Meyer adds that the mural, through its daisy chain of faces and profiles, creates “a circuit of gazes; you could imagine men looking at each other,” in effect creating a 20-by-20-foot mural of gay cruising in a very public space. But even if the fair’s organizers didn’t tumble to such coded imagery, they had other concerns: Seven of the pictured felons were of Italian descent, and Rocky was not about to alienate one of New York’s largest voting blocs. Additionally, labor groups were preparing protests because the work force at the fair was, for the most part, all white. Poet Martin Espada captured the mood of many minorities who felt shut out of the economic boom promised by the event’s boosters: “The beer company/did not hire Blacks or Puerto Ricans,/so my father joined the picket line/at the Schaefer Beer Pavilion, New York World’s Fair,/amid the crowds glaring with canine hostility.”
If the governor couldn’t easily halt civic protests, he could take down an artwork he had bought and paid for (and didn’t particularly like aesthetically, being no fan of what he viewed as the simplistic themes of Pop art). He ordered Johnson to tell Warhol the mural had to go. Rocky was no philistine precursor to the Tea Party (“Rockefeller Republican” — socially liberal, fiscally conservative — was not always a pejorative in the GOP), but he did suffer from the arrogance of inherited wealth. His attack on artistic freedom continued a family tradition: His father, John D. Rockefeller Jr., ordered Diego Rivera’s fresco chopped off the walls of Rockefeller Center in 1934. According to historian Richard Norton Smith, one of the primary reasons was the Mexican muralist’s depiction “of syphilitic microbes, symbolic of diseased capitalism. The old man thought the picture was obscene. That’s the word he used.”
Unlike that notorious case, the wrangle over the Warhol mural went almost completely unnoticed in press coverage of the fair’s attractions, which included Michelangelo’s Pietà, on loan from the Vatican; Walt Disney’s “It’s a Small World” ride; and the IBM pavilion, described by the New Yorker as “The most beautiful building at the fair, containing a variety of demonstrations of the mechanics of computers.” Warhol at first offered to replace the mug shots with 23 identical portraits of Robert Moses; Johnson did not appreciate the irony. Instead, it was agreed that the mural would be covered in silver paint, a minimalist void submerging outlaw desire amid the family-friendly entertainment. The Queens exhibition includes terrific Billy Name photos documenting the aluminum-foil–covered walls of Warhol’s Silver Factory; years later, Warhol looked back on that era of his career. “It was a perfect time to think silver. Silver was the future. It was spacey. Astronauts wore silver suits . . . And silver was also the past — the silver screen. Hollywood actresses photographed on silver sets. And maybe more than anything else, silver was narcissism. Mirrors were backed with silver.”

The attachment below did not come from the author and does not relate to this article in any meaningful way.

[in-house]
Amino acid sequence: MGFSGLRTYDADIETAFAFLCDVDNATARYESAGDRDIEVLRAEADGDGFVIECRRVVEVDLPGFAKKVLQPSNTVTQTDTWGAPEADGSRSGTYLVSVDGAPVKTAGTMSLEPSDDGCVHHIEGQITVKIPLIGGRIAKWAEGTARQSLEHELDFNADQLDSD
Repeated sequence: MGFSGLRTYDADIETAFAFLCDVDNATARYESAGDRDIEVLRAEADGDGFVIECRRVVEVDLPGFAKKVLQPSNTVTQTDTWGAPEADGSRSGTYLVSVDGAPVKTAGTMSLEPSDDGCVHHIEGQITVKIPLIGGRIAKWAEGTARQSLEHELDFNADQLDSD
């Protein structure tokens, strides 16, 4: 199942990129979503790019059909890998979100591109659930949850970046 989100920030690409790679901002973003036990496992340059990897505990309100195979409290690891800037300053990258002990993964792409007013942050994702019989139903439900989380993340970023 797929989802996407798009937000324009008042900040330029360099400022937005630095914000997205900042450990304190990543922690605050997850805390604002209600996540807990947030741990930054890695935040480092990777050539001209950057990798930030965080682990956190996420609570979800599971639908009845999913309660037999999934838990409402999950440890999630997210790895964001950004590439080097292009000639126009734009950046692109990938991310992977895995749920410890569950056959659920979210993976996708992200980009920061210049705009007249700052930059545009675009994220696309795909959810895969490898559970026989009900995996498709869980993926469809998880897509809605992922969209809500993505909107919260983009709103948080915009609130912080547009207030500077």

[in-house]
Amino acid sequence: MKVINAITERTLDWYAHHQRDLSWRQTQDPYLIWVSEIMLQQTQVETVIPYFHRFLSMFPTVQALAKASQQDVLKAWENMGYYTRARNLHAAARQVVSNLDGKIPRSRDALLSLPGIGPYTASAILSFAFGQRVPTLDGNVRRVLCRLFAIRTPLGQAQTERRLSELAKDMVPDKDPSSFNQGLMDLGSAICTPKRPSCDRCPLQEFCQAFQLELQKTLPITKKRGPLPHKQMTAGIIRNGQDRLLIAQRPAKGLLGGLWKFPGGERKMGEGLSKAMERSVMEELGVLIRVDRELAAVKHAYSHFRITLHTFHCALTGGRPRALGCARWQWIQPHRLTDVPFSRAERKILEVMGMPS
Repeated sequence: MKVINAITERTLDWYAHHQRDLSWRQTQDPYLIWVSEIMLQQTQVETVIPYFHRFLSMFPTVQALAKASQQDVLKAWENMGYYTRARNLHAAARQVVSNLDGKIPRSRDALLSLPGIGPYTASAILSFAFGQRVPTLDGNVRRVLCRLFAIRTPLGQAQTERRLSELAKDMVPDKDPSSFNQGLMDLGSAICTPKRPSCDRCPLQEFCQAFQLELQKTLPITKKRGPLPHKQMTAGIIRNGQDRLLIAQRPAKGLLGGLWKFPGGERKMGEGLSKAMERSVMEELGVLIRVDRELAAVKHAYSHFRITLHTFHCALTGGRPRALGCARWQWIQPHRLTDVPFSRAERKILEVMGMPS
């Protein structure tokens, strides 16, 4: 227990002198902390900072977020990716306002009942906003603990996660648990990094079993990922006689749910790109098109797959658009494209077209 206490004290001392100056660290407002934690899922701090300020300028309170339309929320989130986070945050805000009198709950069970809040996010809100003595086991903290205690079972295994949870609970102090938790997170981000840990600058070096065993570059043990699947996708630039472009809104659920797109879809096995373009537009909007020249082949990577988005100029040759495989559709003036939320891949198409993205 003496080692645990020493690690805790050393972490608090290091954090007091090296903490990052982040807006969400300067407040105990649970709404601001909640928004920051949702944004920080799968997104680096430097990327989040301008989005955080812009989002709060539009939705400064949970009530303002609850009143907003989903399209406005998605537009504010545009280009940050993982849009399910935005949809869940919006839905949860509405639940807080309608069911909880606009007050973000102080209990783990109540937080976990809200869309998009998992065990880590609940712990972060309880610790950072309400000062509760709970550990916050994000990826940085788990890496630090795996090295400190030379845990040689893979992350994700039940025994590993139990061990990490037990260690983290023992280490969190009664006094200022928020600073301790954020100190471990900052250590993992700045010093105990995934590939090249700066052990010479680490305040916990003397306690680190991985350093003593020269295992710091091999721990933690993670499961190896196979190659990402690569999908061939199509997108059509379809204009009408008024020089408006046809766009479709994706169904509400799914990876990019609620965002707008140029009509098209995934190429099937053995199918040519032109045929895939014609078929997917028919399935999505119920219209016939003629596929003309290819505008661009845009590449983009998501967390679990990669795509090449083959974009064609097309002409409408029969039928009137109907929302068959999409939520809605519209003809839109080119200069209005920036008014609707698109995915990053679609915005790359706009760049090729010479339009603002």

Warhol ultimately silkscreened his “13 Most Wanted” onto individual 4-foot-high canvases; they now glower defiantly from the walls at the Queens Museum, a short walk away from their original setting. Despite pompadours and wide lapels, these images feel startling fresh. Perhaps, in their multiplied, mechanical realism, they signaled the end of the postwar era, of the metaphysical abstractions that Rocky loved, and helped inaugurate the America we live in now, where computers simulate reality and the limitless cruising ground of the Internet represents the full flowering of the sexual revolution. As O’Hara says at the close of his prescient poem: “We are happy here/facing the multiscreens of the IBM Pavilion. We pay a lot for our entertainment. All right/roll over.”